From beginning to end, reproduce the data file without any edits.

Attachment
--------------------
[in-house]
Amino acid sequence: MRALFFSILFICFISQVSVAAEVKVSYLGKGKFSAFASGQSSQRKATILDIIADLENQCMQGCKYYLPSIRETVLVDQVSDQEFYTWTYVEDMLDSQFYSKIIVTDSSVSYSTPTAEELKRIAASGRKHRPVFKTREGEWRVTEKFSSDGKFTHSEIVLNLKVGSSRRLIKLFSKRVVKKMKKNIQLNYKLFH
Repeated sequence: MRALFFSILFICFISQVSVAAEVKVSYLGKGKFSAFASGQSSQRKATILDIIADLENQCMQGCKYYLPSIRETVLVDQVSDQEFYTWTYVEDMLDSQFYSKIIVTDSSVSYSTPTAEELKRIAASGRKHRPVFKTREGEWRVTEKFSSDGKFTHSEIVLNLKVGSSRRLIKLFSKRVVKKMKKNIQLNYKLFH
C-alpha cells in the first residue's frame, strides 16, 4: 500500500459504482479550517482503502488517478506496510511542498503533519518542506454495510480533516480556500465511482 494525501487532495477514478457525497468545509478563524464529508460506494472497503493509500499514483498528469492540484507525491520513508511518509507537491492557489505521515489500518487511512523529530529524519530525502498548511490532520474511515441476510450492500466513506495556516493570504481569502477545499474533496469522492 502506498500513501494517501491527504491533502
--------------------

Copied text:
[in-house]
Amino acid sequence: MRALFFSILFICFISQVSVAAEVKVSYLGKGKFSAFASGQSSQRKATILDIIADLENQCMQGCKYYLPSIRETVLVDQVSDQEFYTWTYVEDMLDSQFYSKIIVTDSSVSYSTPTAEELKRIAASGRKHRPVFKTREGEWRVTEKFSSDGKFTHSEIVLNLKVGSSRRLIKLFSKRVVKKMKKNIQLNYKLFH
Repeated sequence: MRALFFSILFICFISQVSVAAEVKVSYLGKGKFSAFASGQSSQRKATILDIIADLENQCMQGCKYYLPSIRETVLVDQVSDQEFYTWTYVEDMLDSQFYSKIIVTDSSVSYSTPTAEELKRIAASGRKHRPVFKTREGEWRVTEKFSSDGKFTHSEIVLNLKVGSSRRLIKLFSKRVVKKMKKNIQLNYKLFH
C-alpha cells in the first residue's frame, strides 16, 4: 500500500459504482479550517482503502488517478506496510511542498503533519518542506454495510480533516480556500465511482 494525501487532495477514478457525497468545509478563524464529508460506494472497503493509500499514483498528469492540484507525491520513508511518509507537491492557489505521515489500518487511512523529530529524519530525502498548511490532520474511515441476510450492500466513506495556516493570504481569502477545499474533496469522492 502506498500513501494517501491527504491533502